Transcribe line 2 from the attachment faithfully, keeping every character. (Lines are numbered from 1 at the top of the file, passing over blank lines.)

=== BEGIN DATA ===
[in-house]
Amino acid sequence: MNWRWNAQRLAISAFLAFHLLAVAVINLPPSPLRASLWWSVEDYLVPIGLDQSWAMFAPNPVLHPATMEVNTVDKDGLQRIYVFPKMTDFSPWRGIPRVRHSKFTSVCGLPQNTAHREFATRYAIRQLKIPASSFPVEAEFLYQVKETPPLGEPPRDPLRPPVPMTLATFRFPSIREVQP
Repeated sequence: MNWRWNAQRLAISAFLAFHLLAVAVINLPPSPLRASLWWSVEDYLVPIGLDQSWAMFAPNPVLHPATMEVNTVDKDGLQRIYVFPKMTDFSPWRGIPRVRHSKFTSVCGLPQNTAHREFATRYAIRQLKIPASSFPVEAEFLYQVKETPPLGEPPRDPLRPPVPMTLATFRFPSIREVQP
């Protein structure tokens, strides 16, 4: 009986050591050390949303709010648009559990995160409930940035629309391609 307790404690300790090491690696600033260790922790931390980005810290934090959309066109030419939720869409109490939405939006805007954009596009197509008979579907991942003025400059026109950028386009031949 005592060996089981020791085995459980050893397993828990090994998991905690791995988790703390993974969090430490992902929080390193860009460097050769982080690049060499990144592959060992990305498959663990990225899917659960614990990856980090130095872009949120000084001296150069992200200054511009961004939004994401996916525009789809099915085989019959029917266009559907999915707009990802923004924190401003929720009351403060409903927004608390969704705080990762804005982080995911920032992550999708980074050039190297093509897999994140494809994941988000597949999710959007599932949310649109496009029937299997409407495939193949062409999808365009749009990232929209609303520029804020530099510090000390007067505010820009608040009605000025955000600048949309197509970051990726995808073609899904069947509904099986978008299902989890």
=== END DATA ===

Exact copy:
Amino acid sequence: MNWRWNAQRLAISAFLAFHLLAVAVINLPPSPLRASLWWSVEDYLVPIGLDQSWAMFAPNPVLHPATMEVNTVDKDGLQRIYVFPKMTDFSPWRGIPRVRHSKFTSVCGLPQNTAHREFATRYAIRQLKIPASSFPVEAEFLYQVKETPPLGEPPRDPLRPPVPMTLATFRFPSIREVQP